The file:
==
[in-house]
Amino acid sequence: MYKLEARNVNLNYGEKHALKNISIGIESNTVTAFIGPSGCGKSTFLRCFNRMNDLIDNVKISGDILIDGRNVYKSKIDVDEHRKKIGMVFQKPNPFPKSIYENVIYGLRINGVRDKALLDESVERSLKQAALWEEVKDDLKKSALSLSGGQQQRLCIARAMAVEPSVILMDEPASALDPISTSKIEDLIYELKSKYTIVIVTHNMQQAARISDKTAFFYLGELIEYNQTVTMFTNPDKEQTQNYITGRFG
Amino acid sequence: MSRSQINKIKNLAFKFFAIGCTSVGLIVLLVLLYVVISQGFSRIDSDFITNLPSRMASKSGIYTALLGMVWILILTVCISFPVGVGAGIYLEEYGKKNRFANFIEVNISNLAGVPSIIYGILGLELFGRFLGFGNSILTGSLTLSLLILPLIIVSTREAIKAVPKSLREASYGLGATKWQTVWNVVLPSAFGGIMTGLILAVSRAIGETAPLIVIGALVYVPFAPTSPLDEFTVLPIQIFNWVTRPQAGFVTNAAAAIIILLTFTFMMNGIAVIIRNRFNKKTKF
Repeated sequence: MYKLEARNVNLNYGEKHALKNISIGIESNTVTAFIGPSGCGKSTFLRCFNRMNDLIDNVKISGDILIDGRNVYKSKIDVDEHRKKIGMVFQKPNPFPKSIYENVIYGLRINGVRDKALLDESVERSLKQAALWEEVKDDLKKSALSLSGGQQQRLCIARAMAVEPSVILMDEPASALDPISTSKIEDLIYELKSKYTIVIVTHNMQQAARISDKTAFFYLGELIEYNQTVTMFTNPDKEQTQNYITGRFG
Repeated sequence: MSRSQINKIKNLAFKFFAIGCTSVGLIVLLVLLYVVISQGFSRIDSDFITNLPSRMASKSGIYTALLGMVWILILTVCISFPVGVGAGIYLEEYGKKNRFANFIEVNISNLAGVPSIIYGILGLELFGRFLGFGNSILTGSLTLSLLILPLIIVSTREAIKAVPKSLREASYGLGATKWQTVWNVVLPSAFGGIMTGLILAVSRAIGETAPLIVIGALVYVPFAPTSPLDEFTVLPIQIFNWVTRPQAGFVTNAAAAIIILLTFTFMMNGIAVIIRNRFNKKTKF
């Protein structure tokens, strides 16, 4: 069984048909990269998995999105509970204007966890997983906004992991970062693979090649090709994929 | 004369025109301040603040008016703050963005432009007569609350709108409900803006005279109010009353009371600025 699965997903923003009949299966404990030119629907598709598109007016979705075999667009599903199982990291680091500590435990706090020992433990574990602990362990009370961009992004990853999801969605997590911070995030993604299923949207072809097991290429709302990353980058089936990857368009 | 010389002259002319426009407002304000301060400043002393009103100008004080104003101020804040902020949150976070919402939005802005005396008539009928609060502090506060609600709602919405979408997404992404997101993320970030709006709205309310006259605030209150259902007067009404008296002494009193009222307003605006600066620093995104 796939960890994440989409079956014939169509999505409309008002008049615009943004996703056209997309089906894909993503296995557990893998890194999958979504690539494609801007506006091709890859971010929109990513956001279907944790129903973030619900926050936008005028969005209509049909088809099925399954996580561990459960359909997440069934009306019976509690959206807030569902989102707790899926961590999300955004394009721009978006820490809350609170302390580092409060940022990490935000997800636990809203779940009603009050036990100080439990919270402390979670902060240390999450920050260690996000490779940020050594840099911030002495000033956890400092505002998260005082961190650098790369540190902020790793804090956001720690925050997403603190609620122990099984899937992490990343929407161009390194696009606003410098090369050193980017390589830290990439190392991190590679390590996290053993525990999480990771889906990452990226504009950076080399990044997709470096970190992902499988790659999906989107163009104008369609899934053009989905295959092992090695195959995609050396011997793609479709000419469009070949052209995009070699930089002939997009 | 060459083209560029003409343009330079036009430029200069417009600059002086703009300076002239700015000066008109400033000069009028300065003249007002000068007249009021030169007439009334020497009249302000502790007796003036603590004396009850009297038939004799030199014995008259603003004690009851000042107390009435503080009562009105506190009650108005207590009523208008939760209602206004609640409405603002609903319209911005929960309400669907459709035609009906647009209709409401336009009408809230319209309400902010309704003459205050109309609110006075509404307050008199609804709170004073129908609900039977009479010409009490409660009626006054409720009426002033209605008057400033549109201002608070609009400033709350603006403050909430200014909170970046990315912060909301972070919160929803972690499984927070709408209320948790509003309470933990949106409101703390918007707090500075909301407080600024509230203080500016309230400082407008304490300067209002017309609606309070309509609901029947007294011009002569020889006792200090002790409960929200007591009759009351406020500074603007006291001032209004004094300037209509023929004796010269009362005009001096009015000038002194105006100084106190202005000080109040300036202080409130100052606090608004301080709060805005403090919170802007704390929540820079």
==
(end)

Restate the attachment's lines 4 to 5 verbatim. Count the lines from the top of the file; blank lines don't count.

Repeated sequence: MYKLEARNVNLNYGEKHALKNISIGIESNTVTAFIGPSGCGKSTFLRCFNRMNDLIDNVKISGDILIDGRNVYKSKIDVDEHRKKIGMVFQKPNPFPKSIYENVIYGLRINGVRDKALLDESVERSLKQAALWEEVKDDLKKSALSLSGGQQQRLCIARAMAVEPSVILMDEPASALDPISTSKIEDLIYELKSKYTIVIVTHNMQQAARISDKTAFFYLGELIEYNQTVTMFTNPDKEQTQNYITGRFG
Repeated sequence: MSRSQINKIKNLAFKFFAIGCTSVGLIVLLVLLYVVISQGFSRIDSDFITNLPSRMASKSGIYTALLGMVWILILTVCISFPVGVGAGIYLEEYGKKNRFANFIEVNISNLAGVPSIIYGILGLELFGRFLGFGNSILTGSLTLSLLILPLIIVSTREAIKAVPKSLREASYGLGATKWQTVWNVVLPSAFGGIMTGLILAVSRAIGETAPLIVIGALVYVPFAPTSPLDEFTVLPIQIFNWVTRPQAGFVTNAAAAIIILLTFTFMMNGIAVIIRNRFNKKTKF